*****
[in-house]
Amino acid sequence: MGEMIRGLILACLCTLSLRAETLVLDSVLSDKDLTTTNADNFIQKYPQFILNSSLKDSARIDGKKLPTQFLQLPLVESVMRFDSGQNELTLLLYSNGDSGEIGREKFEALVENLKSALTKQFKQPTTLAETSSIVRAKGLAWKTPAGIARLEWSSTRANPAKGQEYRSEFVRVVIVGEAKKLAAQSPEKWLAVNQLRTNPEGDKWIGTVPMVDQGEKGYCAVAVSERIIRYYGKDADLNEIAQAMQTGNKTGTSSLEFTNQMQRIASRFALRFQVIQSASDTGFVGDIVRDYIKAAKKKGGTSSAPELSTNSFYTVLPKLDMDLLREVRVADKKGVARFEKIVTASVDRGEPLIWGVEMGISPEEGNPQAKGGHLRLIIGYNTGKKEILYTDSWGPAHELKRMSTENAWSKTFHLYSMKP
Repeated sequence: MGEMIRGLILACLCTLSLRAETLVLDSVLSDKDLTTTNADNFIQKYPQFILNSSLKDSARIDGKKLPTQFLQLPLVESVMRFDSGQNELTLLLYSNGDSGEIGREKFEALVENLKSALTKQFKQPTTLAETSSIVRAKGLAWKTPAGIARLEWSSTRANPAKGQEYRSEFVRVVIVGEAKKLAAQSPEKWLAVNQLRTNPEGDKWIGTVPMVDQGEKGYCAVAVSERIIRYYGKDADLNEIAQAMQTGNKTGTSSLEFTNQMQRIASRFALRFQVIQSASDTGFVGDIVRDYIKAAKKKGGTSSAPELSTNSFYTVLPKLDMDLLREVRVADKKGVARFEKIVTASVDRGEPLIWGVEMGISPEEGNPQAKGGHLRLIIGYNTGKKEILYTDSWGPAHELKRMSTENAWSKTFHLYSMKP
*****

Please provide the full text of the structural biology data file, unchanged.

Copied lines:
[in-house]
Amino acid sequence: MGEMIRGLILACLCTLSLRAETLVLDSVLSDKDLTTTNADNFIQKYPQFILNSSLKDSARIDGKKLPTQFLQLPLVESVMRFDSGQNELTLLLYSNGDSGEIGREKFEALVENLKSALTKQFKQPTTLAETSSIVRAKGLAWKTPAGIARLEWSSTRANPAKGQEYRSEFVRVVIVGEAKKLAAQSPEKWLAVNQLRTNPEGDKWIGTVPMVDQGEKGYCAVAVSERIIRYYGKDADLNEIAQAMQTGNKTGTSSLEFTNQMQRIASRFALRFQVIQSASDTGFVGDIVRDYIKAAKKKGGTSSAPELSTNSFYTVLPKLDMDLLREVRVADKKGVARFEKIVTASVDRGEPLIWGVEMGISPEEGNPQAKGGHLRLIIGYNTGKKEILYTDSWGPAHELKRMSTENAWSKTFHLYSMKP
Repeated sequence: MGEMIRGLILACLCTLSLRAETLVLDSVLSDKDLTTTNADNFIQKYPQFILNSSLKDSARIDGKKLPTQFLQLPLVESVMRFDSGQNELTLLLYSNGDSGEIGREKFEALVENLKSALTKQFKQPTTLAETSSIVRAKGLAWKTPAGIARLEWSSTRANPAKGQEYRSEFVRVVIVGEAKKLAAQSPEKWLAVNQLRTNPEGDKWIGTVPMVDQGEKGYCAVAVSERIIRYYGKDADLNEIAQAMQTGNKTGTSSLEFTNQMQRIASRFALRFQVIQSASDTGFVGDIVRDYIKAAKKKGGTSSAPELSTNSFYTVLPKLDMDLLREVRVADKKGVARFEKIVTASVDRGEPLIWGVEMGISPEEGNPQAKGGHLRLIIGYNTGKKEILYTDSWGPAHELKRMSTENAWSKTFHLYSMKP